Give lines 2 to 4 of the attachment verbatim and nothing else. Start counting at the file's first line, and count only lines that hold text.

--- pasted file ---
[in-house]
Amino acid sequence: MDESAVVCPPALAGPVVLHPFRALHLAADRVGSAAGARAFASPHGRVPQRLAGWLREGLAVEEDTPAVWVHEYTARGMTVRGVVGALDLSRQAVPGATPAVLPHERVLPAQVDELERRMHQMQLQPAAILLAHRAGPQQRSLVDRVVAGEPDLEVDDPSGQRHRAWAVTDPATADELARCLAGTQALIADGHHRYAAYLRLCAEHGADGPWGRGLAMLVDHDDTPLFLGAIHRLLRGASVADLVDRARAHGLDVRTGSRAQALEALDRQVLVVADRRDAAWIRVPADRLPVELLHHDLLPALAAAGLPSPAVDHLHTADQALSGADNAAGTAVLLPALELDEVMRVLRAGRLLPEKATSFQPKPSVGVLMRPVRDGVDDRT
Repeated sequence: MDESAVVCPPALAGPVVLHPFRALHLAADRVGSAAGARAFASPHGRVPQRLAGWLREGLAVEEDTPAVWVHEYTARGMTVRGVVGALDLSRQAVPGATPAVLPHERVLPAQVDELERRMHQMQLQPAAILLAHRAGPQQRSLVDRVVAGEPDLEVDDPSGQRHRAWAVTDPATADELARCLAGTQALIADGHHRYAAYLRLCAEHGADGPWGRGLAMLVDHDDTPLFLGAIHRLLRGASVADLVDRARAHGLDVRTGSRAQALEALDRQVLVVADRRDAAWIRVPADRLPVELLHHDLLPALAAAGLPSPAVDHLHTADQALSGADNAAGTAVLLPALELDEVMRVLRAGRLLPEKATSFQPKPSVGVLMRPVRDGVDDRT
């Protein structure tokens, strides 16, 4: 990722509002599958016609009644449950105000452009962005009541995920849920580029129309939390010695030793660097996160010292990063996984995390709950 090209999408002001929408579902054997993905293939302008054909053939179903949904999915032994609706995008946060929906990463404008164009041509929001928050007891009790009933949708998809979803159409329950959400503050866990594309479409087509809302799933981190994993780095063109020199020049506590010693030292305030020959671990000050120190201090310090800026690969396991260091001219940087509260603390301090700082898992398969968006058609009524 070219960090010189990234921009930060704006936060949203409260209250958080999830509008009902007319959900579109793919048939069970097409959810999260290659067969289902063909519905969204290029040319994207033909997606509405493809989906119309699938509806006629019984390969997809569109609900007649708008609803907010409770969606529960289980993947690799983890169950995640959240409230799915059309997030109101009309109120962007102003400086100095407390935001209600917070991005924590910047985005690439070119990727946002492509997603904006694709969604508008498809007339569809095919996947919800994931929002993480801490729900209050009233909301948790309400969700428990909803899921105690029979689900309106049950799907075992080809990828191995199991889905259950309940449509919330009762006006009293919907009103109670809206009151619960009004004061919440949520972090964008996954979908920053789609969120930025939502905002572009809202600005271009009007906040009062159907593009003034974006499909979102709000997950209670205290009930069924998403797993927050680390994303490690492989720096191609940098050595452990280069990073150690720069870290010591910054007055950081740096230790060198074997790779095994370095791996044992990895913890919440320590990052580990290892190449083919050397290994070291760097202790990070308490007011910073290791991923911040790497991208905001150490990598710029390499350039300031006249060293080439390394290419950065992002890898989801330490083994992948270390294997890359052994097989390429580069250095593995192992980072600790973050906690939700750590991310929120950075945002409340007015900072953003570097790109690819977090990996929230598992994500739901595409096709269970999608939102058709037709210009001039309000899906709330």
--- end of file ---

Amino acid sequence: MDESAVVCPPALAGPVVLHPFRALHLAADRVGSAAGARAFASPHGRVPQRLAGWLREGLAVEEDTPAVWVHEYTARGMTVRGVVGALDLSRQAVPGATPAVLPHERVLPAQVDELERRMHQMQLQPAAILLAHRAGPQQRSLVDRVVAGEPDLEVDDPSGQRHRAWAVTDPATADELARCLAGTQALIADGHHRYAAYLRLCAEHGADGPWGRGLAMLVDHDDTPLFLGAIHRLLRGASVADLVDRARAHGLDVRTGSRAQALEALDRQVLVVADRRDAAWIRVPADRLPVELLHHDLLPALAAAGLPSPAVDHLHTADQALSGADNAAGTAVLLPALELDEVMRVLRAGRLLPEKATSFQPKPSVGVLMRPVRDGVDDRT
Repeated sequence: MDESAVVCPPALAGPVVLHPFRALHLAADRVGSAAGARAFASPHGRVPQRLAGWLREGLAVEEDTPAVWVHEYTARGMTVRGVVGALDLSRQAVPGATPAVLPHERVLPAQVDELERRMHQMQLQPAAILLAHRAGPQQRSLVDRVVAGEPDLEVDDPSGQRHRAWAVTDPATADELARCLAGTQALIADGHHRYAAYLRLCAEHGADGPWGRGLAMLVDHDDTPLFLGAIHRLLRGASVADLVDRARAHGLDVRTGSRAQALEALDRQVLVVADRRDAAWIRVPADRLPVELLHHDLLPALAAAGLPSPAVDHLHTADQALSGADNAAGTAVLLPALELDEVMRVLRAGRLLPEKATSFQPKPSVGVLMRPVRDGVDDRT
């Protein structure tokens, strides 16, 4: 990722509002599958016609009644449950105000452009962005009541995920849920580029129309939390010695030793660097996160010292990063996984995390709950 090209999408002001929408579902054997993905293939302008054909053939179903949904999915032994609706995008946060929906990463404008164009041509929001928050007891009790009933949708998809979803159409329950959400503050866990594309479409087509809302799933981190994993780095063109020199020049506590010693030292305030020959671990000050120190201090310090800026690969396991260091001219940087509260603390301090700082898992398969968006058609009524 070219960090010189990234921009930060704006936060949203409260209250958080999830509008009902007319959900579109793919048939069970097409959810999260290659067969289902063909519905969204290029040319994207033909997606509405493809989906119309699938509806006629019984390969997809569109609900007649708008609803907010409770969606529960289980993947690799983890169950995640959240409230799915059309997030109101009309109120962007102003400086100095407390935001209600917070991005924590910047985005690439070119990727946002492509997603904006694709969604508008498809007339569809095919996947919800994931929002993480801490729900209050009233909301948790309400969700428990909803899921105690029979689900309106049950799907075992080809990828191995199991889905259950309940449509919330009762006006009293919907009103109670809206009151619960009004004061919440949520972090964008996954979908920053789609969120930025939502905002572009809202600005271009009007906040009062159907593009003034974006499909979102709000997950209670205290009930069924998403797993927050680390994303490690492989720096191609940098050595452990280069990073150690720069870290010591910054007055950081740096230790060198074997790779095994370095791996044992990895913890919440320590990052580990290892190449083919050397290994070291760097202790990070308490007011910073290791991923911040790497991208905001150490990598710029390499350039300031006249060293080439390394290419950065992002890898989801330490083994992948270390294997890359052994097989390429580069250095593995192992980072600790973050906690939700750590991310929120950075945002409340007015900072953003570097790109690819977090990996929230598992994500739901595409096709269970999608939102058709037709210009001039309000899906709330």